Next, the process performs repairs (108), if any are necessary, to correct design violations and errors that may have resulted from the placement 104 and routing 106 actions. Incremental repairs are performed, for example, to correct shorts and DRC violations, such as by trimming away or removing existing metal fill geometries that cause the short or DRC violation. In addition, in portions of the layout where original signal geometries were removed due to deletions in the ECO process, dummy metal fill can be added to get those areas back to the desired metal density, e.g., for portions of the design in which signal routing has been removed.

At 110, parasitic extraction and analysis may be performed to check the suitability of the layout and metal fill changes caused by the ECO and metal fill repair actions. At 112, if the new layout is not suitable, the process may proceed back to 102 repeat the process actions again. Otherwise, the process can generate the final design 114. In some embodiments, the iteration of 110/112 are not required in the flow since parasitics are unaffected in areas of the design that the ECO did not change.

FIGS. 2A-D illustrate an application of this process. FIG. 2A shows a portion of a layout configuration for an IC design that includes objects 202 (Vdd) and 204 (Vss) on metal layer M5. Metal fill on layer M5 includes fill objects 208 a, 208 b, 208 c, 208 d, 208 e, and 208 f. Metal fill on metal layer M4 include fill objects 206 a, 206 b, 206 c, and 206 d.

Assume that an ECO is issued to add additional signal routing for this portion of the IC design. In the present embodiment, the placement and routing of the additional signal routing objects is performed by ignoring the presence of the metal fill geometries.

FIG. 2B illustrates the addition of new signal routing objects to the layout. In particular, wiring object 210 on layer M5, via 214, and wiring object 212 on layer M4 have been added. It is noted that these objects were placed and routed even though it appears that shorts and/or design rule violations may occur based upon exiting metal fill geometries. In particular, wiring object 210 shorts against metal fill object 208 e and spacing violations exist relative to metal fill object 206 a.

FIG. 2C illustrates how repairs are performed to address design errors and rule violations caused by the metal fill. In particular, dashed box 216 shows the amount of metal that should be trimmed away to repair errors/violations caused by metal fill object 206 a. Dashed box 218 shows the amount of metal that should be trimmed away to repair errors/violations caused by metal fill object 208 e.

FIG. 2D shows the final layout for this portion of the IC design after the metal fill repairs of FIG. 2C have been made. In particular, metal fill object 206 a has been trimmed such that its boundaries no longer cause a design rule violation relative to the newly added objects 212 and 214. Also, metal fill object 208 e has been entirely removed to prevent a short against newly added object 210.

This process improves the ECO flow in numerous ways. One significant improvement is that timing characteristics in areas not affected by the ECO are unchanged during the repair process. For the example of FIGS. 2A-D, this means that only the affected portion of the design has been changed. The metal fill in the other, unchanged portions of the IC design did not need to undergo wholesale removal of metal fill and then have all that metal fill re-inserted. Moreover, the overall time to complete the ECO including handling of the metal fill effects is reduced, both because the steps themselves are faster and because of the reduction in iterations. This is in contrast to the alternate approach of removing the metal fill geometries at the beginning of the ECO flow and then inserting new metal fill after the ECO changes, since this alternate approach causes potentially many iterations and a longer time period to converge due to timing differences after the metal fill is reinserted into the design.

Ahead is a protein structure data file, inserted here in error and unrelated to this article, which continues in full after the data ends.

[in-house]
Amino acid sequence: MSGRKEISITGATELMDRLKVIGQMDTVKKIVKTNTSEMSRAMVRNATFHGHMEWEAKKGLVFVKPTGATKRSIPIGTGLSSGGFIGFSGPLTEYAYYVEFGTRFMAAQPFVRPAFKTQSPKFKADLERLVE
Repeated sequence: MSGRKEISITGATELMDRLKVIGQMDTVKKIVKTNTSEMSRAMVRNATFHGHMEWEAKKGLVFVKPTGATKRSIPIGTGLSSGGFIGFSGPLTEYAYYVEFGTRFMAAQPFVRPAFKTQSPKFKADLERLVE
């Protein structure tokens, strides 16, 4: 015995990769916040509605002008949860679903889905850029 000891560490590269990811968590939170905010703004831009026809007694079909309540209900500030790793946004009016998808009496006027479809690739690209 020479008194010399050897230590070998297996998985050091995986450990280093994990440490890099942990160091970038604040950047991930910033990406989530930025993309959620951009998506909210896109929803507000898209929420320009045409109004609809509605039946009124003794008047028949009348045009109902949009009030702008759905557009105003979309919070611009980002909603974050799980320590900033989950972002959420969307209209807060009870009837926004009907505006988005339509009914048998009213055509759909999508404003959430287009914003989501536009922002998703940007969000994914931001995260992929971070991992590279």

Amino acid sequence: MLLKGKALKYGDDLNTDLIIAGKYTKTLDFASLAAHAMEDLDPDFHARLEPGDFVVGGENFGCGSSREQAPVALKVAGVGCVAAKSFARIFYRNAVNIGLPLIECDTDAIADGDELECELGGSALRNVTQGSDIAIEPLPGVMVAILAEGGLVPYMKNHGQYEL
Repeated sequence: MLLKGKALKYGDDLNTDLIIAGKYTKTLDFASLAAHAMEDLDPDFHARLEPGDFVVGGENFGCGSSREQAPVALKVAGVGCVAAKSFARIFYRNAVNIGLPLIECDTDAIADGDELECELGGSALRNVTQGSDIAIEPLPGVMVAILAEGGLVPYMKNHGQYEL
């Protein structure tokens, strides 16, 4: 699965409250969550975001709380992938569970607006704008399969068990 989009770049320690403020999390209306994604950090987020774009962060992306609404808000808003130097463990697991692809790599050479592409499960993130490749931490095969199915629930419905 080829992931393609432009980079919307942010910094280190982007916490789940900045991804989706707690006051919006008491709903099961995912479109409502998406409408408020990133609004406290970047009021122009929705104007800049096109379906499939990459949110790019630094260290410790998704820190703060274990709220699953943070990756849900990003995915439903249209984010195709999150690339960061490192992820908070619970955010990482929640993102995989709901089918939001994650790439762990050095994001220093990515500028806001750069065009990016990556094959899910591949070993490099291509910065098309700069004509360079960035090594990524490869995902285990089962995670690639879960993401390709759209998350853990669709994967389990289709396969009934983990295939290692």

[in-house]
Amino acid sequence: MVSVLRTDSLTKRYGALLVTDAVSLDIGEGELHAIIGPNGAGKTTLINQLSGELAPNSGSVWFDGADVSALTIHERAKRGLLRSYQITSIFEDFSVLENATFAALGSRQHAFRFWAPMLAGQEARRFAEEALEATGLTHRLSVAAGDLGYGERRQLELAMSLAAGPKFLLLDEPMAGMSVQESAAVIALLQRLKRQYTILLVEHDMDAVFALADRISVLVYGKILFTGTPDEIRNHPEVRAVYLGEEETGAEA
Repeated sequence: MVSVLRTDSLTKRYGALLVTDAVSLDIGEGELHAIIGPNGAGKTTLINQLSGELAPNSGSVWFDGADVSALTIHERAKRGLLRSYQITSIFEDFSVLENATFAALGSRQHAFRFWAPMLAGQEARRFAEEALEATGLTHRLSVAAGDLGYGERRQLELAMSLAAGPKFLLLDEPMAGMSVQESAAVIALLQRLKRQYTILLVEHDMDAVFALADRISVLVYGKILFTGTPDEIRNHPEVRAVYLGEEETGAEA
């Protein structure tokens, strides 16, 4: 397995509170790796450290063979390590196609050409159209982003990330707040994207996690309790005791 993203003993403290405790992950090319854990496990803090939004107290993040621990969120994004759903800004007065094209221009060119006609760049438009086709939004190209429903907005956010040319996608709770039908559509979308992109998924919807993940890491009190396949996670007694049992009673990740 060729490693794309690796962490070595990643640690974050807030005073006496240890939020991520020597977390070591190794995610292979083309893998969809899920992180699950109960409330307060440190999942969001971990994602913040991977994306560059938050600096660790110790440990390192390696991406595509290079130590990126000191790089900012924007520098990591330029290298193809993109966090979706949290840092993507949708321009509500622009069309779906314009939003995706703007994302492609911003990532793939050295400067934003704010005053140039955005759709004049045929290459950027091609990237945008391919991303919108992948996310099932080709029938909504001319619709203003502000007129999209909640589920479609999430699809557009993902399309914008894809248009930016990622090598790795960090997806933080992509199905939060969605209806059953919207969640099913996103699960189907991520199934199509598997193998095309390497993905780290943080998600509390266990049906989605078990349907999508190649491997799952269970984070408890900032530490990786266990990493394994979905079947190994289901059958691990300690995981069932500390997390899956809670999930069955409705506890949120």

It is noted that the same flow can be applied if an ECO or other type of change is made to the design before the tape-out (design transfer to manufacturing), but after timing has been validated with metal fill geometries inserted. This makes the incremental metal fill repair action a part of the normal design flow as metal fill can be added earlier in the flow for increased accuracy of parasitic extraction, instead of using assumptions about what the metal fill effects will have on the cross-coupling capacitances.

Moreover, the actions of FIG. 1 can be implemented as part of multiple, separate tools, or can be combined into a single EDA tool that implements the entire flow.

FIG. 8 shows a flowchart of a process for configuring an EDA tool to “ignore” the metal fill geometries when performing the ECO changes to the layout. As noted above, the process. At 802, the EDA tool checks the data associated with a layout object to determine if the object is a metal fill piece. Any suitable identification method can be used to determine if an object is associated with a piece of metal fill. For example, a metal fill identifier can be associated with the data structure for a metal fill object.

If the determination is made that an object is a metal fill object (804), then the EDA tool is configured to not take that object into account during placement and routing activities (806). In effect, the placement and routing actions are performed without regard for the existence of the metal fill pieces (808). This happens even if the placement and routing activities add or configure other layout objects in a manner that causes shorts or DRC violations relative to the existing metal fill geometries.